Yes, they should be looking at high-volume and high-cost services as a first order of business. The problem is that many employers don’t have a grasp on what their highest-volume services really are. Once an employer conducts an independent analysis, it can gain a clear picture of its biggest challenges. Typically, this list includes cancer, musculoskeletal issues and specialty drugs. One of the most frequent and high-volume services for an employer is maternity, which typically presents quality and cost improvement opportunities. As an example, in New Jersey, employers found that the average cost of a vaginal delivery of a baby in their region was significantly higher than the national average. With this information in hand, employers can proactively address variations in cost and quality to create more acceptable and sustainable approaches for their populations.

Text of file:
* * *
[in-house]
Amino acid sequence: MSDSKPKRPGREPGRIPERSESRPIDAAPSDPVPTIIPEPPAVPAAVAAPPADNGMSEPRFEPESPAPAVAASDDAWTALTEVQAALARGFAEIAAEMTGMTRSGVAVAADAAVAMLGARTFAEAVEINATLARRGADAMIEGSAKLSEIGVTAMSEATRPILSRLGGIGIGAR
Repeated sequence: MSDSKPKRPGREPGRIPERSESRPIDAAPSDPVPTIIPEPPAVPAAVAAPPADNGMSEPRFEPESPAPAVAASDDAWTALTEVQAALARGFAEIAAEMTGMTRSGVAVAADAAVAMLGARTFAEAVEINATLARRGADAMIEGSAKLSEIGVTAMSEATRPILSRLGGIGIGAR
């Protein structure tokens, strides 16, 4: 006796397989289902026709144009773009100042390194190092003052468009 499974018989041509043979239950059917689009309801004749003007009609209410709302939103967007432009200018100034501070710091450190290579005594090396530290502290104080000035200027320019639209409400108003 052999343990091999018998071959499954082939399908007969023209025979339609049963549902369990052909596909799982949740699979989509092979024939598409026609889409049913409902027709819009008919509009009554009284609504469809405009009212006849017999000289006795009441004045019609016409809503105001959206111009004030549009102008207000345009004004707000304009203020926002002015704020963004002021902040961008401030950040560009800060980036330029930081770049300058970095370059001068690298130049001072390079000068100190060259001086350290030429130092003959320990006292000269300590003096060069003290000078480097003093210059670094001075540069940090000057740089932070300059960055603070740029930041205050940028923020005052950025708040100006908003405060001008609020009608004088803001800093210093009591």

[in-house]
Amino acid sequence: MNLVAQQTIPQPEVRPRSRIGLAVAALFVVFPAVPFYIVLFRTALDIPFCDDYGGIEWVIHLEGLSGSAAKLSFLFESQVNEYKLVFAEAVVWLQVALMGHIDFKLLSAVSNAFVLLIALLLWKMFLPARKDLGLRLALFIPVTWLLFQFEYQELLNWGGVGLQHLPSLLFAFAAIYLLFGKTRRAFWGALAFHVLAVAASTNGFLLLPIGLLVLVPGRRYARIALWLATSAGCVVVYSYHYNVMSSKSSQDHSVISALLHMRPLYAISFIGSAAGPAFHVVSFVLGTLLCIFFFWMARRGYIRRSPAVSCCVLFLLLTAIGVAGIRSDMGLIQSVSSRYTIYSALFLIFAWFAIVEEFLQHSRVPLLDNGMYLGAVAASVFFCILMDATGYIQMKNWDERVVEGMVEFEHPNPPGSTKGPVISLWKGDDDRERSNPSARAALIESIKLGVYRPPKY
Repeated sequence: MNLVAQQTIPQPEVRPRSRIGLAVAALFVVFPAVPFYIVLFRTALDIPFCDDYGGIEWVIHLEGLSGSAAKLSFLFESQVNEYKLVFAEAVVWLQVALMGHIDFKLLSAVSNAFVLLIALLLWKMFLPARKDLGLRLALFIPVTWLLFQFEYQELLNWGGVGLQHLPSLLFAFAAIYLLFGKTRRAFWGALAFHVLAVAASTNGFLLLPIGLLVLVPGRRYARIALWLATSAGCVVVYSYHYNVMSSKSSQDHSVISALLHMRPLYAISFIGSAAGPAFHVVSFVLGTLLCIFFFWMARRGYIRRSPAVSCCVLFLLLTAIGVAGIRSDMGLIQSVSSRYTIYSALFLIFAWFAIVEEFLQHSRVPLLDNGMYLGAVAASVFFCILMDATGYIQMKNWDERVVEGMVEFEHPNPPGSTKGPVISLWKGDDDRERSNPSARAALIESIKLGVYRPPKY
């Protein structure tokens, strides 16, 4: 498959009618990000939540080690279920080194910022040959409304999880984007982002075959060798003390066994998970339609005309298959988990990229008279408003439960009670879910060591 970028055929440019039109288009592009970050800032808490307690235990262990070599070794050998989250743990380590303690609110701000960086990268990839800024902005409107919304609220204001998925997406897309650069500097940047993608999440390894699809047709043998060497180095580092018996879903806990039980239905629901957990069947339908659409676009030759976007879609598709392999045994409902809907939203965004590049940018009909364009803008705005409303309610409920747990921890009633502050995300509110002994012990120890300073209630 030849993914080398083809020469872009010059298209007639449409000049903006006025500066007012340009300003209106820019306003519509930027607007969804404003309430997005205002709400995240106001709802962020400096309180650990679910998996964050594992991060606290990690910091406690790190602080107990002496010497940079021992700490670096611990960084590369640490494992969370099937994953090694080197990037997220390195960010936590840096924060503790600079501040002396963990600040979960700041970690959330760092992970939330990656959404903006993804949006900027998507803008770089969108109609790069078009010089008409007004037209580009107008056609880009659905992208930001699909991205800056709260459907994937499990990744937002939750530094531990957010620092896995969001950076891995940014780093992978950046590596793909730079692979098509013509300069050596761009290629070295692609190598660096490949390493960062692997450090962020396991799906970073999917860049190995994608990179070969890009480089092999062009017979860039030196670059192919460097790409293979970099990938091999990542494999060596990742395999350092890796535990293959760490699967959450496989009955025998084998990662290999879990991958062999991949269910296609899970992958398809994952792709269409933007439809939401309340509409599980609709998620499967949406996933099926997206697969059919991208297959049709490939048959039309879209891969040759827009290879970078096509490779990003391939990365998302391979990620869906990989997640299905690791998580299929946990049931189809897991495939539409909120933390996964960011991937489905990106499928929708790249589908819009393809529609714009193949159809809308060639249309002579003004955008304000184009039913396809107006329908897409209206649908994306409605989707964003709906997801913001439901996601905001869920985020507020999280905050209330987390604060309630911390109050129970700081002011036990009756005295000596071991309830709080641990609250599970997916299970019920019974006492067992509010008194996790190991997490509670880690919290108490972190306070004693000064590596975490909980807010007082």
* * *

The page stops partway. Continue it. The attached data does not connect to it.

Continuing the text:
What does the CAA mean for value-based care?

This is really good for value-based care. These models assume we are giving people access to personalized, holistic care that is focused on improving individual patient outcomes. Value-based models, by design, create predictable and accountable outcomes that drive improved quality at a lower cost, which complies nicely with the CAA.

You believe the CAA contributes to the current evolution taking place, where healthcare acts more like a marketplace. Is that right?